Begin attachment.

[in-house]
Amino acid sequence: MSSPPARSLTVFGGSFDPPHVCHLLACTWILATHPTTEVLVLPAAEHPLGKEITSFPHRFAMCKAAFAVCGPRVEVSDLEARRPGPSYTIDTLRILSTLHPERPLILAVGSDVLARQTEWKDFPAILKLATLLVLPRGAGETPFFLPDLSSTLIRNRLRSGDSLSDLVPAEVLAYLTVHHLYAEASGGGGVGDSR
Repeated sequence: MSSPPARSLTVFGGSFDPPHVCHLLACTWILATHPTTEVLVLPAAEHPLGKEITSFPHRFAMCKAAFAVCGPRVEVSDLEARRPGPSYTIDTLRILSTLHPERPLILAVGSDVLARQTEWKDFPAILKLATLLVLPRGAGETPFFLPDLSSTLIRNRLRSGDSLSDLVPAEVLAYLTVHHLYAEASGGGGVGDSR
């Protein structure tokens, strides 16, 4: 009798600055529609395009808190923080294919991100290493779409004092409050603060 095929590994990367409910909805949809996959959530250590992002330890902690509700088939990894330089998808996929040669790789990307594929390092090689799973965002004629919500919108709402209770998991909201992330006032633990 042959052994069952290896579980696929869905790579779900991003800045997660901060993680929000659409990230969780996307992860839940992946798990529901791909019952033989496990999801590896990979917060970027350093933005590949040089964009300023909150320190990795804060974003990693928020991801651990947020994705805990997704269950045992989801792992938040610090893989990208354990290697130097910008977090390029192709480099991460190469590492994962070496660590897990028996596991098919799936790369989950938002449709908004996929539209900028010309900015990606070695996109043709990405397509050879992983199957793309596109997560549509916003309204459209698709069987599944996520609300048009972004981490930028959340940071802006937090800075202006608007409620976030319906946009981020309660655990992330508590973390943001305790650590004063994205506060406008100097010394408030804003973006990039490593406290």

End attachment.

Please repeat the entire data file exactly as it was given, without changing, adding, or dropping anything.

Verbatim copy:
[in-house]
Amino acid sequence: MSSPPARSLTVFGGSFDPPHVCHLLACTWILATHPTTEVLVLPAAEHPLGKEITSFPHRFAMCKAAFAVCGPRVEVSDLEARRPGPSYTIDTLRILSTLHPERPLILAVGSDVLARQTEWKDFPAILKLATLLVLPRGAGETPFFLPDLSSTLIRNRLRSGDSLSDLVPAEVLAYLTVHHLYAEASGGGGVGDSR
Repeated sequence: MSSPPARSLTVFGGSFDPPHVCHLLACTWILATHPTTEVLVLPAAEHPLGKEITSFPHRFAMCKAAFAVCGPRVEVSDLEARRPGPSYTIDTLRILSTLHPERPLILAVGSDVLARQTEWKDFPAILKLATLLVLPRGAGETPFFLPDLSSTLIRNRLRSGDSLSDLVPAEVLAYLTVHHLYAEASGGGGVGDSR
């Protein structure tokens, strides 16, 4: 009798600055529609395009808190923080294919991100290493779409004092409050603060 095929590994990367409910909805949809996959959530250590992002330890902690509700088939990894330089998808996929040669790789990307594929390092090689799973965002004629919500919108709402209770998991909201992330006032633990 042959052994069952290896579980696929869905790579779900991003800045997660901060993680929000659409990230969780996307992860839940992946798990529901791909019952033989496990999801590896990979917060970027350093933005590949040089964009300023909150320190990795804060974003990693928020991801651990947020994705805990997704269950045992989801792992938040610090893989990208354990290697130097910008977090390029192709480099991460190469590492994962070496660590897990028996596991098919799936790369989950938002449709908004996929539209900028010309900015990606070695996109043709990405397509050879992983199957793309596109997560549509916003309204459209698709069987599944996520609300048009972004981490930028959340940071802006937090800075202006608007409620976030319906946009981020309660655990992330508590973390943001305790650590004063994205506060406008100097010394408030804003973006990039490593406290």